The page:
Jenna* could barely talk about her grandmother. She paused to wipe away tears and catch her breath before tremulously recounting how the woman who raised her had died, having not seen her in years. Jenna had defected from North to South Korea. Her grandmother couldn’t do the same.
People like Jenna bring human faces to North Korean suffering; in this instance, to Sydney. She and four peers recently completed a 30-week intensive English language program, designed to enhance Australia-Korea relations, at UTS Insearch.
The program was also highly beneficial for the students. Its creator, Korea expert and director of the Masters of Not-for-Profit and Community Management Program at UTS, Dr Bronwen Dalton, said speaking proficient English is a ticket to social mobility in South Korea. “Last year’s program paid off, all participants got good jobs in South Korea.”
Funded by scholarships conjointly provided by UTS and the Australian and Korean governments worth $200,000 in total, the program, which is in its second year, is “the most significant government to government program for North Korean refugees,” Dalton advised.
You wouldn’t know the students are from a “gulag posing as a nation“, where dictators’ names are carved into mountains, and mentioning the outside world is forbidden. They resembled average, well-dressed twenty-somethings. Pyongyang-born Jayden*, who wore chinos, white trainers and Harry Potter-style glasses, said he loves the sense of freedom Sydney has afforded him. In South Korea, cultural homogeneity is expected. There’s even a ‘Seoul accent’ that he noticed students from other parts of the country try to imitate.
Ann* had a similarly personal epiphany while abroad. “I’m starting to believe in myself,” she said. Perhaps not feeling like an outsider has given her this confidence, which she’ll need to achieve her dream of working for the UN.
But first, hardship
Chloe*, aged 24, was born in 1994. North Korean leader Kim Il-sung had just died, and left the economy in tatters. A famine had also struck the land, leaving millions malnourished, if not dead. As a young girl, she witnessed people starving on the streets. “My mother saw a woman with her baby, which she couldn’t feed because she herself was starving, so my mother bought her noodles so she could live.” Though the country is now financially thriving, it has a large population of orphans whose parents died of hunger.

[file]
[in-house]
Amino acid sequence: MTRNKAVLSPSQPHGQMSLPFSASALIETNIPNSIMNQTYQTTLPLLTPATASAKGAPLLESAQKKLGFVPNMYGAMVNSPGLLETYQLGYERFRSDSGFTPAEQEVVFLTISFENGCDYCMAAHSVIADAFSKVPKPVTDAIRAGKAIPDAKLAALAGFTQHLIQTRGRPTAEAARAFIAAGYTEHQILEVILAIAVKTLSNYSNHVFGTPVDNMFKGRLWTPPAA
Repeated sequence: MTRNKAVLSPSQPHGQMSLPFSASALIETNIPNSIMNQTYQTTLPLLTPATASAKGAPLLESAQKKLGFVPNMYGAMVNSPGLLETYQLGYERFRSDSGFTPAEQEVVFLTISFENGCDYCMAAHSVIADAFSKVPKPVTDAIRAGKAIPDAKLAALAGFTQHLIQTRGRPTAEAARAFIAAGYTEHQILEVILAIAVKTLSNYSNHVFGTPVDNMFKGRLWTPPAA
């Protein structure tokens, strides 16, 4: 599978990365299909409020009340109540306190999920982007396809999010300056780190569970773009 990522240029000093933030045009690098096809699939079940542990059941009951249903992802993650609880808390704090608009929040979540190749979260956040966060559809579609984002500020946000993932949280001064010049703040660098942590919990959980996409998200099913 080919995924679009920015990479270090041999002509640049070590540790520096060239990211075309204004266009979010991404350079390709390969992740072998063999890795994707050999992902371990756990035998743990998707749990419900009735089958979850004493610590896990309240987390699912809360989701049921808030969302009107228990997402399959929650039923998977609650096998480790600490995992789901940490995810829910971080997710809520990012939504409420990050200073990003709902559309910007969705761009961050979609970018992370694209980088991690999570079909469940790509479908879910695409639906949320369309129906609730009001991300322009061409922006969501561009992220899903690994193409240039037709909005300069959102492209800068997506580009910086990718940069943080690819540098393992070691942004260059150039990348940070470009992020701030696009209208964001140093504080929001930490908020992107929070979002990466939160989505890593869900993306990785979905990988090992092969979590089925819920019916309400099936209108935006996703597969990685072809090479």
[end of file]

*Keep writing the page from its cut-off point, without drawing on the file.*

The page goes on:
Born in Musan near the Chinese border, Ann sometimes had to skip school to help her impoverished family survive. At age 12 she carried sacks of clothes on her back and made several illegal trips across the border to sell them. She is relishing the monetary relief the UTS scholarship has given her. “I don’t worry about money in Sydney. That makes me more happy.”
Post-defection, however, the students’ troubles weren’t over. Discrimination by South Koreans against their Northern counterparts is rife. According to a 2016 study by the government-run Korea Institute for National Unification, around 63 per cent of defectors reported discrimination in the South.
All of the students said they’ve experienced this. Ann was in a book club three or four years ago. When the club organiser’s father found out he was associating with North Koreans, he yelled at him. “It was shocking,” she said. “It was the hardest moment I ever had.” In another instance of discrimination, her North Korean friend fell in love with a South Korean, but his family forbade them from marrying.
Jenna has only ever told one friend where she was from, and not by choice: “South Korean society doesn’t tolerate difference.”
Chloe thinks this discrimination is due to fear. UTS’ Dalton backed this up. She said defectors are discriminated against for the same reasons refugees from anywhere are marginalised: there’s frustration due to the perceived favour they receive (they get housing benefits and resettlement allowances), fear (in this case, that they are spies for the North Korean government), and sheer prejudice.
Jayden, who moved to Seoul around six years ago, is still scared to reveal his identity there. Ideally, he would love to move somewhere where he can be completely anonymous. “I love nature, so I would love to move to a small town in Europe.”
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